It has been just over six months since Nevada began selling legal recreational cannabis, and sales continue to surpass the Silver State’s projections.
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Nevada’s recreational marijuana industry hit a new high, selling more than $37.9 million in October. The state has earned nearly $20 million in marijuana tax revenue since the adult-use market launched in July.
Big-box stores won’t be the only ones offering discounts to shoppers in Las Vegas this Black Friday. Marijuana dispensaries are rolling out deals, too.
On Sept. 19, 2017, Nevada Gov. Brian Sandoval signed an Executive Order requiring the Gaming Policy Committee to reconvene to talk cannabis policy by Dec. 15.
The legal use of marijuana is the latest temptation available to tens of millions of people who visit Las Vegas each year. But the law mandates the legally bought marijuana be consumed in a private residence, which puts tourists in a tough spot.
Medical marijuana dispensaries in Las Vegas are now selling pot to anyone who can prove they are over the age of 21. The measure to legalize marijuana was approved by Nevada voters last November, and now for the first time, a torrent of Fourth of July tourists will be able to enjoy them – with some restrictions
The partygoers of Sin City will soon be given the opportunity to indulge in recreational marijuana this Saturday. On July 1, 2017, Nevada recreational marijuana sales will commence as dispensaries will have the green light to sell to adults.
As marijuana states back off of social pot use for fear of inciting a federal crackdown, Nevada is bucking the trend and pushing ahead with marijuana clubs.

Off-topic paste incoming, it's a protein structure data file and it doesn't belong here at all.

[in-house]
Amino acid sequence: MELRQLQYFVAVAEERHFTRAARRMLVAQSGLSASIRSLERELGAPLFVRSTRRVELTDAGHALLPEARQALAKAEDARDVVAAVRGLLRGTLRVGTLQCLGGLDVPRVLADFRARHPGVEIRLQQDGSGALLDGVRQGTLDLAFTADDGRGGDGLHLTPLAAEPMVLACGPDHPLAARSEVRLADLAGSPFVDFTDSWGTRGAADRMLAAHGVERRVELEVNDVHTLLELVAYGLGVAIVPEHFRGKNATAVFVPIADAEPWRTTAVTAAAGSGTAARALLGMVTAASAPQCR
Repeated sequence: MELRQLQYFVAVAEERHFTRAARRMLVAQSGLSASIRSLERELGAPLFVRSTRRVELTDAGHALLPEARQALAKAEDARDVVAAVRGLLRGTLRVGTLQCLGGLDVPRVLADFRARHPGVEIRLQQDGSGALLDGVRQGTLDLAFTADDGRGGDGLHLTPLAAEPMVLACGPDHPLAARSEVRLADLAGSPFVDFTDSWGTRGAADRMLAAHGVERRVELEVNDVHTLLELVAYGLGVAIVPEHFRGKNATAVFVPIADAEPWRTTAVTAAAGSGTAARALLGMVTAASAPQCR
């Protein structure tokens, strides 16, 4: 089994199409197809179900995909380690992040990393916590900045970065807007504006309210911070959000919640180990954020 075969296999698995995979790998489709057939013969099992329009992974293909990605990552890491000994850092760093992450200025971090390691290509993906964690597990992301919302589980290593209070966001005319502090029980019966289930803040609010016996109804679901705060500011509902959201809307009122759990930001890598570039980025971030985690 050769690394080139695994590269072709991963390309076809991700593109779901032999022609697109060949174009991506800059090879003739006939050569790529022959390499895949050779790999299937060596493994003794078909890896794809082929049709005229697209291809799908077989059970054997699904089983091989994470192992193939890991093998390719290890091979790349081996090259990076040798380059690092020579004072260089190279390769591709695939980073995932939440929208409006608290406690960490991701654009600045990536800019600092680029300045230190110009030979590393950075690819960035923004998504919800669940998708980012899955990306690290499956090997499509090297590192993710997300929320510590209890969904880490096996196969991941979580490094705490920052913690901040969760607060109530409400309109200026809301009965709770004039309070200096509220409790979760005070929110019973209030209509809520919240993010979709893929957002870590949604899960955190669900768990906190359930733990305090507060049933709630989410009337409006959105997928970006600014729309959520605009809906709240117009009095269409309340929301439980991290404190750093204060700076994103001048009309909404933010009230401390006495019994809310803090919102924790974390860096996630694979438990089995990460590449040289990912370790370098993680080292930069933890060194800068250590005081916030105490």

On March 27, 2017, Nevada Gov. Brian Sandoval introduced Senate Bill 508, a marijuana tax bill that would enforce “an excise tax on sales of marijuana and related products by a retail marijuana store.” On April 13, the bill was introduced to the Senate Finance Committee.
Hoping to help fight the proliferation of black market cannabis, two Nevada state lawmakers have introduced legislation that would give an early start to recreational cannabis sales.
A bill introduced in the Nevada Senate would allow public use of marijuana in certain circumstances, according to the Las Vegas Review-Journal. As of Jan. 1, 2017, Nevadans can possess marijuana, but they can use it only in private residences. Senate Bill 236 would allow local governments to give businesses and events licenses so patrons can use marijuana publicly.
Nevada is one of the most interesting medical markets in the country right now. The state is still refining the rules of what will be the first real national medical marijuana mecca.
A bill in Nevada aimed at adjusting the state’s medical marijuana program has died a quite death in the legislature. The bill had been held up in committee and the time limit expired before the Committee on Health and Human Services could give it a hearing.
In this divisive political climate, there is one statement that is guaranteed to be both inoffensive and accurate: Americans love their pets.